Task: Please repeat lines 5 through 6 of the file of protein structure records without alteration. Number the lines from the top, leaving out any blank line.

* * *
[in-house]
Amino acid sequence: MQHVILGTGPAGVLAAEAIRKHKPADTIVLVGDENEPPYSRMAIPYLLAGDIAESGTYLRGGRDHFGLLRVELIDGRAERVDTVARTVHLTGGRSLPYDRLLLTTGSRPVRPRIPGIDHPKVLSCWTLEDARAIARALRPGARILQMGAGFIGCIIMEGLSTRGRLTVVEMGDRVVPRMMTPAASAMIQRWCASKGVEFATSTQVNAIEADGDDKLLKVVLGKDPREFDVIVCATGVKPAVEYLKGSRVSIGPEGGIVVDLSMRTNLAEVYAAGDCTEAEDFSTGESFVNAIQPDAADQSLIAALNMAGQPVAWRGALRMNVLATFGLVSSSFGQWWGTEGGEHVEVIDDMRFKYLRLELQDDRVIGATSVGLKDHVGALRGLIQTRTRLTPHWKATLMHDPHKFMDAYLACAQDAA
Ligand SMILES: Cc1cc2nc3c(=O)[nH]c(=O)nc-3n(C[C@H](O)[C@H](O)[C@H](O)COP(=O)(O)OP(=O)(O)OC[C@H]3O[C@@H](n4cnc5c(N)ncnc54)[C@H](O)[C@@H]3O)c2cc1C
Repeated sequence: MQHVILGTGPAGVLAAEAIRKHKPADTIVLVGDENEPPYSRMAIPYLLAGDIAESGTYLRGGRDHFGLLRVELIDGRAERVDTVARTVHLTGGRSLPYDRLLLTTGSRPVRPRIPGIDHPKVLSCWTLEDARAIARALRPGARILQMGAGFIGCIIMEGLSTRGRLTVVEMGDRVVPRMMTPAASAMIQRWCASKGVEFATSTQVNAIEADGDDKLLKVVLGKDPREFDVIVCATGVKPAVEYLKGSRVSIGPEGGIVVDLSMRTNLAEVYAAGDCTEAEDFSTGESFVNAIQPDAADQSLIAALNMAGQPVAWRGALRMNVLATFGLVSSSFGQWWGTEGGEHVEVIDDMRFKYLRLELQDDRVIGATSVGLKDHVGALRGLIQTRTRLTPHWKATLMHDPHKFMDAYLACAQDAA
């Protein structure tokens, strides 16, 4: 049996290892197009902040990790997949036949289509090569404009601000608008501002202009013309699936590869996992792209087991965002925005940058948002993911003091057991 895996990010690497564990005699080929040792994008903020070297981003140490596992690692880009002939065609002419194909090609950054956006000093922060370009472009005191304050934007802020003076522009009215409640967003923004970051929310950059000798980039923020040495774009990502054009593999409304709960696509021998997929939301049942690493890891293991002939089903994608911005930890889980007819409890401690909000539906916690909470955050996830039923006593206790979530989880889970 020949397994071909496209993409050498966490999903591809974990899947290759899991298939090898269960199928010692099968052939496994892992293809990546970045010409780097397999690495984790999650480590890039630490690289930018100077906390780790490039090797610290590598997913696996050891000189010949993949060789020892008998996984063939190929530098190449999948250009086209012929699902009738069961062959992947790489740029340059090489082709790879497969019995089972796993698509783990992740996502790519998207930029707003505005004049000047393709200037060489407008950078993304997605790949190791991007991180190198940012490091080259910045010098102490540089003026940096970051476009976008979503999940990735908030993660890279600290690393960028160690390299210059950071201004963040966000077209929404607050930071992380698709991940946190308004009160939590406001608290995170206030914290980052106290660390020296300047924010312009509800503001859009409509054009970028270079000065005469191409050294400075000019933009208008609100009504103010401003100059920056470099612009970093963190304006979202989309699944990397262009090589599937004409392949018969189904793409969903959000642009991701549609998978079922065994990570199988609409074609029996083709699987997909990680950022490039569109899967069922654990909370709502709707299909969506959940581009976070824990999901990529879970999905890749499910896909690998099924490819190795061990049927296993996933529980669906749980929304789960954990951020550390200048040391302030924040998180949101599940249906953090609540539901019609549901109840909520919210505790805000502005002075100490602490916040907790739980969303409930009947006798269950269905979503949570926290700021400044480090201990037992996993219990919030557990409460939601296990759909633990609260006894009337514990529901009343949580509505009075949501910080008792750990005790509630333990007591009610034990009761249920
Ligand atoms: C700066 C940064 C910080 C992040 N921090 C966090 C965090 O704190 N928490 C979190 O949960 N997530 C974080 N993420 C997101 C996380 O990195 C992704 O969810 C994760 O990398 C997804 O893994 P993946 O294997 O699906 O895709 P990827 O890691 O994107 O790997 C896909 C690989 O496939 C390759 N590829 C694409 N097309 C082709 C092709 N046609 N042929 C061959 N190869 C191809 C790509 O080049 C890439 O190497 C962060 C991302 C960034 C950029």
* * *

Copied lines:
């Protein structure tokens, strides 16, 4: 049996290892197009902040990790997949036949289509090569404009601000608008501002202009013309699936590869996992792209087991965002925005940058948002993911003091057991 895996990010690497564990005699080929040792994008903020070297981003140490596992690692880009002939065609002419194909090609950054956006000093922060370009472009005191304050934007802020003076522009009215409640967003923004970051929310950059000798980039923020040495774009990502054009593999409304709960696509021998997929939301049942690493890891293991002939089903994608911005930890889980007819409890401690909000539906916690909470955050996830039923006593206790979530989880889970 020949397994071909496209993409050498966490999903591809974990899947290759899991298939090898269960199928010692099968052939496994892992293809990546970045010409780097397999690495984790999650480590890039630490690289930018100077906390780790490039090797610290590598997913696996050891000189010949993949060789020892008998996984063939190929530098190449999948250009086209012929699902009738069961062959992947790489740029340059090489082709790879497969019995089972796993698509783990992740996502790519998207930029707003505005004049000047393709200037060489407008950078993304997605790949190791991007991180190198940012490091080259910045010098102490540089003026940096970051476009976008979503999940990735908030993660890279600290690393960028160690390299210059950071201004963040966000077209929404607050930071992380698709991940946190308004009160939590406001608290995170206030914290980052106290660390020296300047924010312009509800503001859009409509054009970028270079000065005469191409050294400075000019933009208008609100009504103010401003100059920056470099612009970093963190304006979202989309699944990397262009090589599937004409392949018969189904793409969903959000642009991701549609998978079922065994990570199988609409074609029996083709699987997909990680950022490039569109899967069922654990909370709502709707299909969506959940581009976070824990999901990529879970999905890749499910896909690998099924490819190795061990049927296993996933529980669906749980929304789960954990951020550390200048040391302030924040998180949101599940249906953090609540539901019609549901109840909520919210505790805000502005002075100490602490916040907790739980969303409930009947006798269950269905979503949570926290700021400044480090201990037992996993219990919030557990409460939601296990759909633990609260006894009337514990529901009343949580509505009075949501910080008792750990005790509630333990007591009610034990009761249920
Ligand atoms: C700066 C940064 C910080 C992040 N921090 C966090 C965090 O704190 N928490 C979190 O949960 N997530 C974080 N993420 C997101 C996380 O990195 C992704 O969810 C994760 O990398 C997804 O893994 P993946 O294997 O699906 O895709 P990827 O890691 O994107 O790997 C896909 C690989 O496939 C390759 N590829 C694409 N097309 C082709 C092709 N046609 N042929 C061959 N190869 C191809 C790509 O080049 C890439 O190497 C962060 C991302 C960034 C950029």